Some waited for as much as 12 hours as a flights to the sister isle Tobago seemed near impossible. Many of those waiting said they had been waiting for hours with little to no explanation as to why there was no flight for them to get on. However, many of those were standby passengers. There was a long line at the standby counter.
Passengers waiting at Piarco International Airport yesterday sat on the floor, some stood with frustrated looks upon their faces as they waited on a flight.
At about 3pm, one Tobagonian woman, who wished not to be identified told Newsday, “I have been here since eight this morning and when I reached by the counter, counter number one, it was about minutes to nine and they closed off and they did not give any information... and a lot of attitude.” The customer indicated that there were a number of time changes for information and she was then informed that there were technical difficulties with the planes.
Ricardo Thom, from Tobago, said he had been at the airport since noon, was not told much and that people were there all day. He said the airline was not taking any standbys and only confirmed flights were going. Thom, however, was on standby. “They said there was a problem in Tobago with a plane.” “Some have tickets and some don’t,” Thom said.
Terrence Cumberbatch, who flies regularly between Trinidad and Tobago said the country does not have an air bridge. Cumberbatch, also a standby customer, said he had been there only since 2 pm.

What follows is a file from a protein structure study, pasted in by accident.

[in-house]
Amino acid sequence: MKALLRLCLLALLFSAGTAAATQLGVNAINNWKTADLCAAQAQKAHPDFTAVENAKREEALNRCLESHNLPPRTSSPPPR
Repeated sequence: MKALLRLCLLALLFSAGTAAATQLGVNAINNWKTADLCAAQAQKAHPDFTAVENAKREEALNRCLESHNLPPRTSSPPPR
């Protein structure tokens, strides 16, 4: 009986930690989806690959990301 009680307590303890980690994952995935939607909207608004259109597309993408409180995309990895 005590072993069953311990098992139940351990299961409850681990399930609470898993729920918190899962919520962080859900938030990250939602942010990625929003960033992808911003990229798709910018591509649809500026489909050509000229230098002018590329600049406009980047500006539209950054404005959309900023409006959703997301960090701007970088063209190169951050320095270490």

“They do what they want, how they want, when they want. We are not the owners. We are the servants. And that is Independence for you,” he said.
Cumberbatch, a frequent flyer, said this was something constantly experienced.
The airline’s Head Corporate Communications, Dionne Ligoure, confirmed there was a plane with technical difficultly but only two of the airline’s scheduled flights were affected. “The standby passengers are persons who do not hold bookings for a particular day and time of travel. Caribbean Airlines operates a scheduled flight. The priority would be to transport the confirmed passengers.”
She said if any confirmed passengers are displaced, the airline ensures those passengers are re-accommodated. Standby passengers, she said, were ad hoc to the operations. She said it required the airline putting on additional services to accommodate them or disrupting international or others services to ensure that they are accommodated. “But in all of this the air bridge is given the highest priority at Caribbean Airlines,” Ligoure said.